Tag: osx

Eudora on Mac OS X 10.5

Eudora OS X IconI spent last week upgrading to Mac OS X 10.5 Leopard. I chose to do a clean install, and so the installation went as smoothly as can be hoped for. Once I manually copied back some of my old settings and reinstalled some of my third party apps, I ended up having a few minor problems. The worst of it was with Eudora 6.2.4, which is the email client I have been using for over ten years. It is has hard for me to say goodbye to Eudora. After all this time the email client just feels comfortable to me and though I have tried Thunderbird, I found it lacking. I thought several times of switching to Apple Mail or PowerMail, but Eudora’s multiple personalities and inboxes were hard to let go. Apparently I am not alone in my Eudora issues with OS X 10.5, there are a few discussions on Apple’s Support Forums about multiple the dreaded beach ball problem and Eudora freezing for no apparent reason. The initial fix is to click on the Window Menu and choose Settings – Getting Attention and change your Sounds from the Eudora defaults to a standard system alert sound. This helps but did not quite fix the problem. Here is a list of other workarounds that seem to have fixed all of my Eudora crashes:

  • Settings – Getting Attention: Uncheck Play a sound.
  • Settings – Spell Checking: Check Spelling – Only when requested and select Never make suggestions.
  • Settings – Mood Watch: uncheck Enable Mood Watch
  • Settings – Hosts: Check DNS load balancing.

After implementing all of these, Eudora launches and displays email without any beach ball cursors or crashes.

Related Links:

In the ‘Sounds’ section, for both ‘New mail sound’ and ‘Attention sound’, select a sound OTHER than one that has ‘Eudora’ in its name (ie. NOT ‘Eudora Attention’, ‘Eudora New Mail’ nor ‘Eudora Short Warning’)

Filed under: Mac OS XTagged with: , , , , , , , ,

Web Design Computers

This week I had to sit down and take care of my tax filing for the year and one of the things that I put down is my computer. I sit in front of computers all day long, that at this point, they are like my car. I hardly can see myself living without one. But what I really started thinking about was what would be the best computer for web design, since WebKeyDesign is now a huge part of my life.

MacOS Versus Windows

Without a doubt I am a huge Macintosh proponent. I absolutely love my 15 inch Powerbook and think it is the best computer I have ever used. However not everyone is the same and not everyone wants to make such a big investment. If you are really serious about web design, I am going to recommend that you have both a Macintosh and a Windows PC. If you can swing it, you might also consider a home test server with Linux + Apache + MySQL + PHP setup. The linux server will be great to test out new projects before you actually implement them on your hosting server.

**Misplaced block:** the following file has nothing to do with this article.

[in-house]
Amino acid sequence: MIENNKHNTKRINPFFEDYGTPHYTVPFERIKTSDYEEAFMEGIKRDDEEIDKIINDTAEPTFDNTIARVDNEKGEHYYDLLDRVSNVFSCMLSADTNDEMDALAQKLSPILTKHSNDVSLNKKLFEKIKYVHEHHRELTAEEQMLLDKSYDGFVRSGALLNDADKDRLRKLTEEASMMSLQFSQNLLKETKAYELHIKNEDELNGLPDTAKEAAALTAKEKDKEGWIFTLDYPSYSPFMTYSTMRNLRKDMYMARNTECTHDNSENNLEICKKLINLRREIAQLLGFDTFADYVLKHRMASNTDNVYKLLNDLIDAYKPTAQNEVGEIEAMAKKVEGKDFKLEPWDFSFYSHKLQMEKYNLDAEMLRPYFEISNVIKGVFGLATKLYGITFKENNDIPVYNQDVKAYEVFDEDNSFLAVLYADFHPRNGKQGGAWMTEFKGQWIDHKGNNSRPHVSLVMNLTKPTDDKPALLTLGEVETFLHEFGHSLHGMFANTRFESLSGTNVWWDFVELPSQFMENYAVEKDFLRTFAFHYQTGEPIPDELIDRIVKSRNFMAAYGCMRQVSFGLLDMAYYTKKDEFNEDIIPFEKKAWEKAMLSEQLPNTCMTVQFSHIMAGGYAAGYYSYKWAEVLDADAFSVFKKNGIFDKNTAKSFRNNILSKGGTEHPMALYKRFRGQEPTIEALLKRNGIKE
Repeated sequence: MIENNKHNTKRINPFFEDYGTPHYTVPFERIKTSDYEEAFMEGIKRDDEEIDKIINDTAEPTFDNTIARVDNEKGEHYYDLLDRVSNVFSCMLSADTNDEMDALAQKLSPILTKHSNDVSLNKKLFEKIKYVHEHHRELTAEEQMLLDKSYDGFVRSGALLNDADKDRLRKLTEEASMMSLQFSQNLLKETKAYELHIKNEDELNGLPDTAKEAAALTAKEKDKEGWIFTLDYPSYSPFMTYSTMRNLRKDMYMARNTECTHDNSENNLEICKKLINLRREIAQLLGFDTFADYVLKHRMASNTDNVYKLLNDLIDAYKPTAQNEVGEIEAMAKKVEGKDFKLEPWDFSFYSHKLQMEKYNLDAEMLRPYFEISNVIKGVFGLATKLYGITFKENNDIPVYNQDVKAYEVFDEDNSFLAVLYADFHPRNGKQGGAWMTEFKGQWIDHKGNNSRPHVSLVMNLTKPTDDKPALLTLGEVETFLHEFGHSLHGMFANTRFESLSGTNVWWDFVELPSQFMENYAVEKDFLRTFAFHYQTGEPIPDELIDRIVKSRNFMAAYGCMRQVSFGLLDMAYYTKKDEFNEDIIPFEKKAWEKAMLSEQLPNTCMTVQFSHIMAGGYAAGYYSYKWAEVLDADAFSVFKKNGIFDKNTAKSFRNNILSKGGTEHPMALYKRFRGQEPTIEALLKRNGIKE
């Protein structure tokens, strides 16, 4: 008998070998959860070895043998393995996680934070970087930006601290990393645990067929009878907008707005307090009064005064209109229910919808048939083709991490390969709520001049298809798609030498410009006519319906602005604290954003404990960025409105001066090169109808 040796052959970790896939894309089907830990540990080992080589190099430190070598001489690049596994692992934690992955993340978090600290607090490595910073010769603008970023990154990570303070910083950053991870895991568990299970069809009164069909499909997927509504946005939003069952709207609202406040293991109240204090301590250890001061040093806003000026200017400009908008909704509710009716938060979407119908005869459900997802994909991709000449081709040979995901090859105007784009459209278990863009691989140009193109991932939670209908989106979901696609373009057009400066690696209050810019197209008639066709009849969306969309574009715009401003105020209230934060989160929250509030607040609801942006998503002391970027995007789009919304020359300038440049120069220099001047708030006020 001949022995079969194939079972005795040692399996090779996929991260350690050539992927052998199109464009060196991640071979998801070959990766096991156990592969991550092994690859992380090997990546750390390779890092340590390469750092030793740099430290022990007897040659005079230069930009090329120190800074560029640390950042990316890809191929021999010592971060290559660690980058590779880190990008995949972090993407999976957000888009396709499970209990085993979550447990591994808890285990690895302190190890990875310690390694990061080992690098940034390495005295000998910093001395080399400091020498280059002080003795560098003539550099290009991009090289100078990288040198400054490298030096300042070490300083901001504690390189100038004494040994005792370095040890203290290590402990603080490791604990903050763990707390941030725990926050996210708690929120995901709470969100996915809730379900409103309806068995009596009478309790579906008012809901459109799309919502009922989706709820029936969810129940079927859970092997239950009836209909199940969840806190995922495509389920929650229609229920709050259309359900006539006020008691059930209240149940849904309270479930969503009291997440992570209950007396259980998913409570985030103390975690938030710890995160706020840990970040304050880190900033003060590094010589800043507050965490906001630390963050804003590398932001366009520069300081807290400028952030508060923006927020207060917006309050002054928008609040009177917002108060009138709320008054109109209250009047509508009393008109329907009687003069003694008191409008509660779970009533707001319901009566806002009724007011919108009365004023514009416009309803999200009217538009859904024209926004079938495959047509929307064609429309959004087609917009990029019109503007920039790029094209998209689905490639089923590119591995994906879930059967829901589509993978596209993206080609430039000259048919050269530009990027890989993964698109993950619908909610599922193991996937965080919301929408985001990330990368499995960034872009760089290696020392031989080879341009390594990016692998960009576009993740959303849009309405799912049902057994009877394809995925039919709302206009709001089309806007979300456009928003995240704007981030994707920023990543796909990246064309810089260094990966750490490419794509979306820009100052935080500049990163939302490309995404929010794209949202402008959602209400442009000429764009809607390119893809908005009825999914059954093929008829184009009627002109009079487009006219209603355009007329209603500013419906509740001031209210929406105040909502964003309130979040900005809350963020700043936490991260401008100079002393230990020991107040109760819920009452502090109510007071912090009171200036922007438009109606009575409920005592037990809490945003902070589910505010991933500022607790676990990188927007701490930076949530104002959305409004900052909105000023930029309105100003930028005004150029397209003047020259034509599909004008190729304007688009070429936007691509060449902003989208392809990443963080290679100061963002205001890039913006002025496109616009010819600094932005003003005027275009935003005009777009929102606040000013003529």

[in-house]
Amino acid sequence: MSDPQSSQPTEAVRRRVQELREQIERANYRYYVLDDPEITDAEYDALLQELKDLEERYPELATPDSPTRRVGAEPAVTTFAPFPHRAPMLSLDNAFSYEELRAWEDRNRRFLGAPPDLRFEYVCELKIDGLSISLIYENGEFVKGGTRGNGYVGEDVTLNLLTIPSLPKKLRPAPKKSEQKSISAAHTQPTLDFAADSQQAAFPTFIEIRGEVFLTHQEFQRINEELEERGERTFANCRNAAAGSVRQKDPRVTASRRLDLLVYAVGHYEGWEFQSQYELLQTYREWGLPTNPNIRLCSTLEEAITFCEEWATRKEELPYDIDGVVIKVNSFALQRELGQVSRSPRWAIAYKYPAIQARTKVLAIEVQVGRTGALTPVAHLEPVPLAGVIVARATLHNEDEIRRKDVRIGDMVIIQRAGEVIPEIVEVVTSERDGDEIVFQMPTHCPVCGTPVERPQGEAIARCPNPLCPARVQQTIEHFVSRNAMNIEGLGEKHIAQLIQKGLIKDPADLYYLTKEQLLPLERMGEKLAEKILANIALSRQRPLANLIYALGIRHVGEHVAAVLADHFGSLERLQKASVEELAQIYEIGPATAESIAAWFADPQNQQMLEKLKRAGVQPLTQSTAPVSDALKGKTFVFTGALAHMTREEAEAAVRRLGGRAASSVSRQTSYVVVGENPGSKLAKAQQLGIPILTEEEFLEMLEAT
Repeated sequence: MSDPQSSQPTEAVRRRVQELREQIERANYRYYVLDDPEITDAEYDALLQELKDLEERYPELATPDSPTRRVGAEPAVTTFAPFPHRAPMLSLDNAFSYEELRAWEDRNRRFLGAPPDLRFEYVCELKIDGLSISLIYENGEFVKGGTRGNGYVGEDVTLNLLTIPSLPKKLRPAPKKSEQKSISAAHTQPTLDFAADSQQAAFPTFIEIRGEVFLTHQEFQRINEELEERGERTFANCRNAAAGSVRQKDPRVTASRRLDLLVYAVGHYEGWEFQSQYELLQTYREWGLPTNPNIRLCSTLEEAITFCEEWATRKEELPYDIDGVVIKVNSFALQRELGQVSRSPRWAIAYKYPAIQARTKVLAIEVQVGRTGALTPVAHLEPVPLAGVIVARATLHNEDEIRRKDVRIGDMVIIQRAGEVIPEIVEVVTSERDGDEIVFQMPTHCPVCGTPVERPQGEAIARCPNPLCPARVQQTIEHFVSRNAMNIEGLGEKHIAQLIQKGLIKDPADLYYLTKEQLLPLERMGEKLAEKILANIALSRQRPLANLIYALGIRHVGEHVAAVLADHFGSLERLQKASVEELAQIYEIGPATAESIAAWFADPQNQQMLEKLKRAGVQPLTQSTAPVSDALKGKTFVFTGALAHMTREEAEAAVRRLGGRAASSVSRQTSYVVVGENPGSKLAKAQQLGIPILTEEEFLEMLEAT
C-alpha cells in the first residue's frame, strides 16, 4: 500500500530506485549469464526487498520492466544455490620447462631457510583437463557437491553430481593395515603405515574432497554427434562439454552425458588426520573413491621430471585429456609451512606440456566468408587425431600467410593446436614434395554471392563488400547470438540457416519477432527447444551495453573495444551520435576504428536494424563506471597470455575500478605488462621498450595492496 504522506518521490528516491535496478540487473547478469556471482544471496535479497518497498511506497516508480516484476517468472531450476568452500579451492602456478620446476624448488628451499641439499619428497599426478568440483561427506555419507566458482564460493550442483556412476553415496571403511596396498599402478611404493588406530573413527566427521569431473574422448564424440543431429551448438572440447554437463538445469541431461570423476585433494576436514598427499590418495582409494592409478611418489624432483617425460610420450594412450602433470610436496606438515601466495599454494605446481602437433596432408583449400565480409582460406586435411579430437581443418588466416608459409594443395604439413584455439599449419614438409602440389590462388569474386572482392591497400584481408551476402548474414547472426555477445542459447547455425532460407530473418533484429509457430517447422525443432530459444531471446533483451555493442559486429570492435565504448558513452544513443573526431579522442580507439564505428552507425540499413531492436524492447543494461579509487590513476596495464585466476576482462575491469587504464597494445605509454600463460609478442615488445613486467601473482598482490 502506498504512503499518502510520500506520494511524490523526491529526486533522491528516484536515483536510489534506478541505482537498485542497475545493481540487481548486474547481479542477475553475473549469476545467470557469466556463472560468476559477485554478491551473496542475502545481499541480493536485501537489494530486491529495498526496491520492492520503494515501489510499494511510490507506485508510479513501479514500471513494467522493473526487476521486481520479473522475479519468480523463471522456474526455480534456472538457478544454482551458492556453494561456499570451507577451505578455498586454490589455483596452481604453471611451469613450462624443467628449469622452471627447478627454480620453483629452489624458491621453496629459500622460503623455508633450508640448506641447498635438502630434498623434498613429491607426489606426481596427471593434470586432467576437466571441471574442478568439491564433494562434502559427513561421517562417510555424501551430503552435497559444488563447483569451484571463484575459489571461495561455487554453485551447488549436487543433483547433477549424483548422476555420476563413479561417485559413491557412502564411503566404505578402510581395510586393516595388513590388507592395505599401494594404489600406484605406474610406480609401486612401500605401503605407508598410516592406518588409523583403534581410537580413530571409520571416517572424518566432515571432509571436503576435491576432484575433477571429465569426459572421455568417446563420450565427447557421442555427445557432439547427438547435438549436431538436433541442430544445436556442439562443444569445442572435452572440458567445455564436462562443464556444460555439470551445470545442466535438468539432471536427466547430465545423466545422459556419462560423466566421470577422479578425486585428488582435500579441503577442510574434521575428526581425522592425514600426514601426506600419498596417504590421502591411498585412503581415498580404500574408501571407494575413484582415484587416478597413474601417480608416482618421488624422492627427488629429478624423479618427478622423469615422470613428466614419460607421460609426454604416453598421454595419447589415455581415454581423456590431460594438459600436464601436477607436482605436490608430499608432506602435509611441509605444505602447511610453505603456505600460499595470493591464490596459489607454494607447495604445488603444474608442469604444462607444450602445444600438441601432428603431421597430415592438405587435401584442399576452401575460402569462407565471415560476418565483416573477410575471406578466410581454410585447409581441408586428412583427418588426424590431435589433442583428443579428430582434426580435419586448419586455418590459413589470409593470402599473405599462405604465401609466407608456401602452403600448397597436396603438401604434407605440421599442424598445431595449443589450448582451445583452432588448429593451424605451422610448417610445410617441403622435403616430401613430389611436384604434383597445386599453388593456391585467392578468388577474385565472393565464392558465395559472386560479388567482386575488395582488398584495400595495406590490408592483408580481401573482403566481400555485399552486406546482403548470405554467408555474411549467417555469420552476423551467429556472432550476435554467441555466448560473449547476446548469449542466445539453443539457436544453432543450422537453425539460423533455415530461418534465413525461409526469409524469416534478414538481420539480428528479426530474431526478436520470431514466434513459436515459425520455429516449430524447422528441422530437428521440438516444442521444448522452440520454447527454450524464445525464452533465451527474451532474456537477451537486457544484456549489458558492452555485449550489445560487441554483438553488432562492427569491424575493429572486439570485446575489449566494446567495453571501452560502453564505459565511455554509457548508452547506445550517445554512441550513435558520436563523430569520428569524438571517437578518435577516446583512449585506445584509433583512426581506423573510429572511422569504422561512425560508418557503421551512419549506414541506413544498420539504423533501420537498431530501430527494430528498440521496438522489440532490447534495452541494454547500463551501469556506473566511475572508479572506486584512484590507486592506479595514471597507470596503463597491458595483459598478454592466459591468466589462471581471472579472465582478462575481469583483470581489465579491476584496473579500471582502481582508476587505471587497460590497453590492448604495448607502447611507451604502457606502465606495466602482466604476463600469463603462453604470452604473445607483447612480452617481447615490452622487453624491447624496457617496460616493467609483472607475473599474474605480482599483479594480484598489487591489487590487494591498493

For most web design, if you absolutely are going to have one computer, I would recommend a Macintosh. The Powerbook or iBook will give you portability and the ability to do graphics work as well. If most of your web design is code based though, like PHP, Perl, or any other scripting language, I would probably choose a standard PC laptop like a Leveno Thinkpad. Although there are great text editors on the OS X platform, your options on Windows are more and more varied. Portability aside, you could probably do well with a nice desktop. Whatever you decide, make sure your main computer has a large monitor size. Something higher than 1024 is a must for today’s web work.

A Windows PC is what I use to check sites once they are up and running. Even though by now IE 6 is the most hated browser, you still need to check your site on it. There are tons of small utilities that are available on Windows that you can use for web design and maintenance. Yes, I know many of these apps really are bad, but sometimes you find a few that are worth using Windows for.

The Portable Web Server

MacOS X has Apache server already included, but you may find that messing up your main computer is not worth the trouble. If you already have the Windows computer, then you can also use that to run a test setup of Apache. My personal favorite is EasyPHP, which runs as a private server on Windows, only accessible to the local machine user. This is a great way of testing your site’s files before uploading them to your hosting account. If you have a third machine, you could probably run full blown Linux with Apache and have your own web server for testing.

Filed under: WebKeyDesignTagged with: , , , , , , , , ,

Flushing DNS Lookups

Every now and then I run into a situation where I need to clear my DNS cache. This is sometimes needed when there are negative DNS values, meaning incorrect IP addresses on my computer for certain internet sites that I want to connect to. You can use the following commands to flush DNS and see if this allows you to reach the site.

Mac OS X:

For OS X, Lookupd takes care of cached DNS entries. You will need to open a Terminal session and type the following command:

lookupd -flushcache

On Mac OS X 10.5 Leopard, you no longer have the lookupd command. Use the dscacheutil command instead:

dscacheutil -flushcache


For Windows, the IPConfig utility serves as an easy way to view TCP/IP settings and as a utility to flush DNS. You will need to open up a prompt and type the following command:

ipconfig /flushdns

Windows2000 & XP save negative DNS entries by default, so you might want to try disabling negative DNS caching to get a more responsive internet connection.

Microsoft has some notes on DNS settings in Windows too that you can reference.

Filed under: NetworkingTagged with: , , , , , , , , , , , , , ,